While I was looking for information about the use of ECT in Scotland I came across the incredibly sad story of Mr G, as told by the Mental Welfare Commission in their report, Not my problem: the care and treatment of Mr G.
Mr G had ECT as a young man in the late 1960s. Some forty years later he started to behave bizarrely and show signs of confusion. He was in fact suffering from fronto-temporal dementia, but none of the psychiatrists he saw over the next few years spotted this, even when he was incontinent, wandering, suffering from memory problems and eating sugar from the sugar bowl (apparently people with fronto-temporal dementia typically crave sugar). Instead they gave him a variety of diagnoses, including: “schizoid personality traits… depression and anxiety… dependent personality disorder… anxious personality disorder.. exhibitionism… avoidant personality disorder… inadequate personality“. Early on, a project manager at a hostel where Mr G was staying suggested that he was suffering from dementia, but this suggestion was dismissed by doctors on the basis of his score on the mini mental state examination (MMSE). As Mr G’s behaviour became more and more bizarre and on occasion violent, he had run-ins with the police and ended up in prison. Eventually, in 2004, the prison health services called in the Mental Welfare Commission as they believed Mr G was mentally ill and had been rejected by the psychiatric services. A doctor from the Mental Welfare Commission (by now we are on Dr10) decided that he might be suffering from dementia, although he could not rule out a depressive illness. Mr G was admitted to the state hospital and treated with anti-depressants and ECT. “Neither produced benefit”, and within 18 months Mr G had died.
The Mental Welfare Commission’s conclusions stated that:
“There was evidence of too much reliance on screening tests for dementia that have limited reliability and validity”
“There was evidence that the diagnostic process was based on inaccurate and unsubstantiated information and assumptions that lacked corrobative evidence from a careful analysis of previous case records and/or information from informants.”
Was there, I wonder, any connection between Mr G’s dementia and the ECT he underwent some forty years earlier? The risk factors for fronto-temporal dementia remain unknown, although one recent study suggested an increased risk in people who have had a head injury. However, fronto-temporal dementia is sometimes associated with Amyotrophic Lateral Sclerosis (AML or Lou Gehrig’s Disease) and there have been suggestions that people who are exposed to electric shocks have an increased risk of AML. In 2001 a report by the National Radiological Protection Board’s Advisory Group on Non-Ionising Radiation, chaired by Sir Richard Doll, recommended that:
“Case-control studies are, however, appropriate for investigating the aetiology of amyoptrophic lateral sclerosis and, in view of the rarity of the disease, are generally preferred to cohort studies. A large-scale case-control study might, therefore, be profitably undertaken in which special enquiries were made about:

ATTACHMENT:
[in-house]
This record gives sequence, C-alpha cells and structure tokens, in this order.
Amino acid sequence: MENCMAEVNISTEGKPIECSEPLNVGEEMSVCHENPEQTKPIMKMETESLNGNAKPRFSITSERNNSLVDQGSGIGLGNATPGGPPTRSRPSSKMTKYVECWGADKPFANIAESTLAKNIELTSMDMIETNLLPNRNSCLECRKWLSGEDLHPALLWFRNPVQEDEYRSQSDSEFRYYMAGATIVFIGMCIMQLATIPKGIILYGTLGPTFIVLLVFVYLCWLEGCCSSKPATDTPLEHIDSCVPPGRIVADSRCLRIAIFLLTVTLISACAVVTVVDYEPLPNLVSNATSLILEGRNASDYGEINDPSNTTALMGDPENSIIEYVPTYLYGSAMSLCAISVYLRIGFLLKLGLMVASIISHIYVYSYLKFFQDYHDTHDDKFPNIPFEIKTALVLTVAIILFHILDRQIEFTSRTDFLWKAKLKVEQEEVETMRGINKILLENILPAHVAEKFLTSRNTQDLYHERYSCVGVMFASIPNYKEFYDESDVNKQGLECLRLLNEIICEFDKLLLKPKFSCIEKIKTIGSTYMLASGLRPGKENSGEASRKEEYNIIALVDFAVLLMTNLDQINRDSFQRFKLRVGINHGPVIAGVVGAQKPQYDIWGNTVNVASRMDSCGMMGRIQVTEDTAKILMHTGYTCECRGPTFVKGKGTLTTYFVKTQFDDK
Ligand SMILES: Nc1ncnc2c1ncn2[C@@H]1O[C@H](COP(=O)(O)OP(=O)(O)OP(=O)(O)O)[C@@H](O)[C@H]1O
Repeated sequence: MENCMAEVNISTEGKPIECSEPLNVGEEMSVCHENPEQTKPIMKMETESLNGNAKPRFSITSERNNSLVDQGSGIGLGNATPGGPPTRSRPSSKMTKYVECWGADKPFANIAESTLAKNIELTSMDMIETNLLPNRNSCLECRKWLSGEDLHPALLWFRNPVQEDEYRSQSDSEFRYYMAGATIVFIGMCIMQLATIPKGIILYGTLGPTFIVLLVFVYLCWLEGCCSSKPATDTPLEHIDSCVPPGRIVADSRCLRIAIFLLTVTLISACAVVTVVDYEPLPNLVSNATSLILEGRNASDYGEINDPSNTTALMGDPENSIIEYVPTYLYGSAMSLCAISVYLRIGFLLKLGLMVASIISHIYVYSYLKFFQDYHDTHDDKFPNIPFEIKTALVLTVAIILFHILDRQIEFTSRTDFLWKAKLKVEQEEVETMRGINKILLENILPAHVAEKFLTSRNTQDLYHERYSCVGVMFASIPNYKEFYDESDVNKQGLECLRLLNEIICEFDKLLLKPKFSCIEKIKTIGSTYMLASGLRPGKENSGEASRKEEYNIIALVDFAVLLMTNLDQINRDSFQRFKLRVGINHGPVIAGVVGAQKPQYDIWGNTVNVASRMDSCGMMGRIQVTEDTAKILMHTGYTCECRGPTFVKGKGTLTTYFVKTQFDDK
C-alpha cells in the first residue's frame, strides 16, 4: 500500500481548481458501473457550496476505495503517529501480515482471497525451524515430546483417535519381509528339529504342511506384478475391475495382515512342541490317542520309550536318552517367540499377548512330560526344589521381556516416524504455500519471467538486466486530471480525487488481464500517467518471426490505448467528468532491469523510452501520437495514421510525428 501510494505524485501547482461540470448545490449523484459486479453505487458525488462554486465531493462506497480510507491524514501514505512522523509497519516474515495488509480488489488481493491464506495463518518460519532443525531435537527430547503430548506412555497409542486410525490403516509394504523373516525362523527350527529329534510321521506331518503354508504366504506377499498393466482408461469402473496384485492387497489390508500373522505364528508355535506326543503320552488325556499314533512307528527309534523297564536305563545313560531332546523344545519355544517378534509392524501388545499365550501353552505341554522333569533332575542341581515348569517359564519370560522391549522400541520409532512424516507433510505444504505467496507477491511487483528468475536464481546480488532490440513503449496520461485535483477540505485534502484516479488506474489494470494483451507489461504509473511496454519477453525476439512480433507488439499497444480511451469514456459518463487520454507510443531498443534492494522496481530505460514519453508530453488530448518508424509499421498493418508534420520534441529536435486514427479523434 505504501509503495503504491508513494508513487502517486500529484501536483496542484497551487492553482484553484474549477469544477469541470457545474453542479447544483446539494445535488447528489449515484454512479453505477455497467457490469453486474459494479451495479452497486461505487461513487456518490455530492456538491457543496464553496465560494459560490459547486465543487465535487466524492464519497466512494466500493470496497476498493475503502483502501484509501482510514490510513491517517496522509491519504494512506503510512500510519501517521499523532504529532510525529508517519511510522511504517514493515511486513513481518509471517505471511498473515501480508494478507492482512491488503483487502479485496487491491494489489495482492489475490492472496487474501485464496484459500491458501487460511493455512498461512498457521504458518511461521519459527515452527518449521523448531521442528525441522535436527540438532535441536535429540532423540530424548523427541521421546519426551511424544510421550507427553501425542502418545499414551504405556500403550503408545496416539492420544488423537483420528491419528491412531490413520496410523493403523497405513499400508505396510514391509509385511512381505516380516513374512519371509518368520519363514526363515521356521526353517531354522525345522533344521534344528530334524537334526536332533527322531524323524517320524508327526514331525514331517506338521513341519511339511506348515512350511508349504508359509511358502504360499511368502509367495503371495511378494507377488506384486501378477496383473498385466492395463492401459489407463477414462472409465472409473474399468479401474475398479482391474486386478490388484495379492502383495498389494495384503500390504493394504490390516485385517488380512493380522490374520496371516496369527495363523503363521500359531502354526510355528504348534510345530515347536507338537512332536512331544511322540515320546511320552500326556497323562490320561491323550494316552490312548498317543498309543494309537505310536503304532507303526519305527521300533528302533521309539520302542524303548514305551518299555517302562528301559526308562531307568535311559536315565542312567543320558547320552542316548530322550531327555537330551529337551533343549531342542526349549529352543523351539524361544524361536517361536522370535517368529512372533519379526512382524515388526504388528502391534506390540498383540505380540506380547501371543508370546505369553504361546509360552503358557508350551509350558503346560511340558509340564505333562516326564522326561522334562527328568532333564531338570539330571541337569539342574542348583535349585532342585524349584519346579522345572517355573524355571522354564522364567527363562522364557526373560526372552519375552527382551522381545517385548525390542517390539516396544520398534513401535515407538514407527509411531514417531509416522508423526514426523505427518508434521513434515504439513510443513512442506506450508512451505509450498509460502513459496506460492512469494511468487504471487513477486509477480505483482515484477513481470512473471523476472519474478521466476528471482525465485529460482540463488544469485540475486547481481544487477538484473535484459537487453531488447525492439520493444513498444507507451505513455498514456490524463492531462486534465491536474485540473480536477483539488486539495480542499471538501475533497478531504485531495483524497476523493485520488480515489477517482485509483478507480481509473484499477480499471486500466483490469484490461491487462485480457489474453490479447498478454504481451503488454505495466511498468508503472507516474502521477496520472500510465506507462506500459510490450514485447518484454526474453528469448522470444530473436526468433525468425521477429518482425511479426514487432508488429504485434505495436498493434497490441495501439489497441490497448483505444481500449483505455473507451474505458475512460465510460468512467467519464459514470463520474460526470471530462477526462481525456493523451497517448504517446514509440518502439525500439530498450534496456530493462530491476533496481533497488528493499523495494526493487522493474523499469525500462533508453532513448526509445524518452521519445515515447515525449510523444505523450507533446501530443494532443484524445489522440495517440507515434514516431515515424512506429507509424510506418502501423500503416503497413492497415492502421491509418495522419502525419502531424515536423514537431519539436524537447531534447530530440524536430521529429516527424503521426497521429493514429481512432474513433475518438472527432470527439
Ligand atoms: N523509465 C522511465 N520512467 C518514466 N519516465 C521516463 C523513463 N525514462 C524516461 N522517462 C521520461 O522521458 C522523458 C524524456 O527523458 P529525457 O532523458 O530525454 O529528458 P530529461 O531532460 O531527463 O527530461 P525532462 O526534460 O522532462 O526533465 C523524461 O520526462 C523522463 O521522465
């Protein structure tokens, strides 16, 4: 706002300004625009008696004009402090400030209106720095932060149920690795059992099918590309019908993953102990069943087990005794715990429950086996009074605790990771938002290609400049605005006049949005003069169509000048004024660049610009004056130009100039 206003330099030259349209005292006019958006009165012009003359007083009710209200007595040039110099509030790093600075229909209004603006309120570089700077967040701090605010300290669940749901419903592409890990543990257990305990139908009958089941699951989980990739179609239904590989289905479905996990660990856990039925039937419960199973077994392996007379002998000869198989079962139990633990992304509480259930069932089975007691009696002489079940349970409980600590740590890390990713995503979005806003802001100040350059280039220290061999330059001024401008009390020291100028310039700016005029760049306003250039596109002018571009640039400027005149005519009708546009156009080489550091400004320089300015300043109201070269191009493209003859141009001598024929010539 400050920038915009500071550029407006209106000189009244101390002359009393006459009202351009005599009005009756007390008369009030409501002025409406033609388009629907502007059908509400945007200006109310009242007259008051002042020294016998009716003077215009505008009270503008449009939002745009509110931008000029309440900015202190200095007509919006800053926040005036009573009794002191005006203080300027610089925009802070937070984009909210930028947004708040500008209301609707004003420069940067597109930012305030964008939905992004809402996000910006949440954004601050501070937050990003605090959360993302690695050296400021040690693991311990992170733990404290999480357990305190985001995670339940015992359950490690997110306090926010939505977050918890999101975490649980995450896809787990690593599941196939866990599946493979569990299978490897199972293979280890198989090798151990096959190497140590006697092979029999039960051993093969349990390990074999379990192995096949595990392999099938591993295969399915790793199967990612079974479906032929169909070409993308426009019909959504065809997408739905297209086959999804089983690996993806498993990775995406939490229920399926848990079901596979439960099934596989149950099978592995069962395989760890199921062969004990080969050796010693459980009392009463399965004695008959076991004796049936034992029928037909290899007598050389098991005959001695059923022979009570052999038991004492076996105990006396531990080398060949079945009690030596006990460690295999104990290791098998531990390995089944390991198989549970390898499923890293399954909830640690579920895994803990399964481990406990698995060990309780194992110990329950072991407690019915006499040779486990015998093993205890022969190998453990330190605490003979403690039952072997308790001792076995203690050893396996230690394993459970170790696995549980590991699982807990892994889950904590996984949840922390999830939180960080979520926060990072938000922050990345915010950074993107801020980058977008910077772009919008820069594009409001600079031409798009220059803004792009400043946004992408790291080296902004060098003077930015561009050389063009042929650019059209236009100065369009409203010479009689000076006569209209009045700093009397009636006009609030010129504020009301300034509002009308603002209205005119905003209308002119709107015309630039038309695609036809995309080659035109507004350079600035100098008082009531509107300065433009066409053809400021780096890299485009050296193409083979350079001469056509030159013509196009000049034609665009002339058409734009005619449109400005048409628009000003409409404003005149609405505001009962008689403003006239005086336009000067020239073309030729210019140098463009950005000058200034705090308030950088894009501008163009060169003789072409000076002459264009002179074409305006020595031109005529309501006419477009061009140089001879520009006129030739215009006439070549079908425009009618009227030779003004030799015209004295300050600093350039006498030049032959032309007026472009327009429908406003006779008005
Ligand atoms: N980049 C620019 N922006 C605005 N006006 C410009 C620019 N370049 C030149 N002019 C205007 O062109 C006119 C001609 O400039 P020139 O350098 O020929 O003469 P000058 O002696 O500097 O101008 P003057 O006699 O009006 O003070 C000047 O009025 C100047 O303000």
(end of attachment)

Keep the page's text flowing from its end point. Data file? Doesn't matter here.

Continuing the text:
employment in electrical occupations, with special reference to the occurrence of severe electric shocks; medical treatment with electroconvulsive therapy that could be confirmed from hospital records; exposure to transcranial magnetic stimulation… “
The Mental Welfare Commission’s report into the care and treatment of Mr G criticized psychiatrists for relying too heavily on the MMSE without understanding its limitations. And yet the MMSE is often used to test the cognitive function of people undergoing ECT. The investigation also found that Mr G’s history “became distorted to become consistent with the accepted diagnosis of personality disorder” and recommended that “an individual’s history and chronology of events are checked for accuracy with the individual or, where possible a reliable informant”. However, correcting mistakes in your medical records is no straightforward matter, as this guidance from the Information Commissioner’s Office explains:
“An area of particular sensitivity is medical opinion, where doctors routinely record their opinions about possible diagnoses. It is often impossible to conclude with certainty, perhaps until time has passed or tests have been done, whether a patient is suffering from a particular condition. An initial diagnosis (or informed opinion) may prove to be incorrect after more extensive examination or further tests. Individuals sometimes want the initial diagnosis to be deleted on the grounds that it was, or proved to be, inaccurate. However, if the patient’s records accurately reflect the doctor’s diagnosis at the time, the records are not inaccurate, because they accurately reflect a particular doctor’s opinion at a particular time. Moreover, the record of the doctor’s initial diagnosis may help those treating the patient later….”
The first recommendation made by the Mental Welfare Commission’s report was that: “The Medical Directors of the Health Boards must ensure that all psychiatrists dealing with patients over the age of 18 are competent in the assessment and diagnosis of the full range of dementias they may encounter“, a requirement which is surely not unreasonable given the length of the medical education undergone by psychiatrists.